Kirill Kudryavtsev/Agence France-Presse — Getty Images
LONDON — New Year’s predictions, like New Year’s resolutions, are probably best avoided.
François Hollande, the French president, was perhaps tempting fate when he told his fellow citizens in a New Year’s message that everything would be done to reverse the growth in unemployment by the end of 2013.
And Britain’s prime minister, David Cameron, may have been offering a hostage to fortune when he assured Britons, “We are on the right track.”
Chancellor Angela Merkel appeared to better reflect the zeitgeist when she told her fellow Germans: “We still need a lot of patience. The crisis is far from over.”
The economy dominated in Europe in 2012. But it could have been worse. Despite pessimistic forecasts at the start of the year, the euro did not crash and burn.
So what is in store for 2013?
Predictions aside, here are a few developments to watch in Europe and nearby:
As Ms. Merkel says, Europe’s economic crisis is far from over. The economy will continue to be issue No. 1. On one hand, Europe will have to break a downward spiral for countries on its southern tier: their contracting economies are making it ever hard to escape debt and rekindle growth. And Europe will have to pray that France doesn’t become the next front in that fight.
“Europe still has plenty to worry about. Economic output is shrinking in 9 of the 17 nations that use the euro. European banks remain weak, and many have yet to confront their problems decisively,” my colleague Jack Ewing reported on Sunday.
There will be the fight over the European Union budget that was kicked down the road till this spring. And concerns that Great Britain could eventually be heading for a “Brexit.” Mr. Cameron is expected to affirm that he will seek to claw back powers that have been passed to Europe and that he is prepared to hold a national referendum on E.U. membership after the next British election.
And there is still the financing of all the E.U. bailouts — Greece and company — in which European leaders will have to convince their citizens to stay the course.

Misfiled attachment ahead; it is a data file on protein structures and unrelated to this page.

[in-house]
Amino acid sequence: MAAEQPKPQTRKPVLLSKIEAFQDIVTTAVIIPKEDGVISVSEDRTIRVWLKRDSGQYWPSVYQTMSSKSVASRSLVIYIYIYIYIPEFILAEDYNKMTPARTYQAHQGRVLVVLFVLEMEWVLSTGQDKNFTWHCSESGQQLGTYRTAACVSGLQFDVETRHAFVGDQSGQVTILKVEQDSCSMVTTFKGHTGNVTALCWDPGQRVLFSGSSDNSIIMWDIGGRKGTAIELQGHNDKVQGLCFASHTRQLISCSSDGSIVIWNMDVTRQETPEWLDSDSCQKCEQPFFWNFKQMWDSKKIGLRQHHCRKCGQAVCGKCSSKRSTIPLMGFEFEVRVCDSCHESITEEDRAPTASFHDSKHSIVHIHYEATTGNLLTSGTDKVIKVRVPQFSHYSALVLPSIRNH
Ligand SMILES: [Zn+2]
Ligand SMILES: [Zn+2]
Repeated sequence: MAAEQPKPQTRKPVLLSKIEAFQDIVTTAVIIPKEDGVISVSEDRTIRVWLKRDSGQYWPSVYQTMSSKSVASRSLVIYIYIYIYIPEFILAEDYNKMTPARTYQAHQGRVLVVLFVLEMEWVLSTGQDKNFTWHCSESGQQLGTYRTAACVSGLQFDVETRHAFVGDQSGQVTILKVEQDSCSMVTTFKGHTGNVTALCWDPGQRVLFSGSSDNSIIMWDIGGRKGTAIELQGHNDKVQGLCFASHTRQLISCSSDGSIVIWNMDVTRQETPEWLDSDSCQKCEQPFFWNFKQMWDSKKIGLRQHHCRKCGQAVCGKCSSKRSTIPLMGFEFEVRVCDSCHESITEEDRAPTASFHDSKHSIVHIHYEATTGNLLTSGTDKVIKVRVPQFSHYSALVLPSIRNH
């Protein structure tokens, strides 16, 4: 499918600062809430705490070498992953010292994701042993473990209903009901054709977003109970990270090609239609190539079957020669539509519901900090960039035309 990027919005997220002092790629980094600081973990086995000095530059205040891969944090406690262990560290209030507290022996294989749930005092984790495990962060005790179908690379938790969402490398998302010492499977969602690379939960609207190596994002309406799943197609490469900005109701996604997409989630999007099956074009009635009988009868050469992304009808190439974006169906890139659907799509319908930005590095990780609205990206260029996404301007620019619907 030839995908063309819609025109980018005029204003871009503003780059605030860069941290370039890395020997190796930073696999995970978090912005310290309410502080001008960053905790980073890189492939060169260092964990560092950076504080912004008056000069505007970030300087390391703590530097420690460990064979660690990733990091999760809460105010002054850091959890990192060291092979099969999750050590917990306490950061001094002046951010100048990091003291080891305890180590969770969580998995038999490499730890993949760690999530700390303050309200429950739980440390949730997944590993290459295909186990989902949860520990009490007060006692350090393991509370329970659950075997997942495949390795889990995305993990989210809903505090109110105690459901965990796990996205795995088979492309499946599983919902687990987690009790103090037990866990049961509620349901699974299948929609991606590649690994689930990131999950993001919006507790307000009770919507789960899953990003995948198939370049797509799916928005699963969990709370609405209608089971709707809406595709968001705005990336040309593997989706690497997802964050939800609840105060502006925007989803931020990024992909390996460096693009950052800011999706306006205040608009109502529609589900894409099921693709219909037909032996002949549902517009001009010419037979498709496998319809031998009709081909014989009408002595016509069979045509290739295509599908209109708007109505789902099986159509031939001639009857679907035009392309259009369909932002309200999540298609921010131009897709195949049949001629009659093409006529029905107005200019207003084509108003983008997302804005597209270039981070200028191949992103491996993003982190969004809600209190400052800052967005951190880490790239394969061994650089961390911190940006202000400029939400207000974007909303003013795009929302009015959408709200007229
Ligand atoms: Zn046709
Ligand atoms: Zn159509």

No citizens will be more important than the Germans. 2013 is an election year in Germany and Italy. Ms. Merkel is favored to retain the chancellorship in the face of what my colleague Nicholas Kulish has described as the gaffe-prone campaign of Peer Steinbrück, her Social Democratic Party rival.
In Italy, Mario Monti, the prime minister, will face the electorate in February as a politician rather than a technocrat, as Silvio Berlusconi, his predecessor, hovers in the wings. The center-left Democratic Party is favorite to win, with Mr. Monti tipped as possible finance minister in a new coalition.
Europeans will also be watching election developments in Israel and Iran. The results will affect the current standoff over Iran’s alleged nuclear weapon program after a year in which an Israeli military strike was at times predicted as imminent.
The Europeans have staked everything on firming up sanctions in a policy aimed as much at restraining Israel as it was at curbing Iran’s nuclear ambitions.
As my colleagues David E. Sanger and James Risen recently reported, there are signs Iran wants to avoid a direct confrontation and is now more interested in a deal to end the standoff.
At the start of the New Year, the civil war in Syria remains unresolved, while potential conflicts are looming on Europe’s periphery.
Mali is likely to be in the news as Western and fellow African states struggle to resolve how to deal with a crisis provoked by an Islamist takeover of the north of the country.
An international intervention might not be ready to deploy there until September. But look out for action earlier than that if France, in particular, perceives the need to counter what many see as a potential terrorist threat to Europe from the Islamist regime there.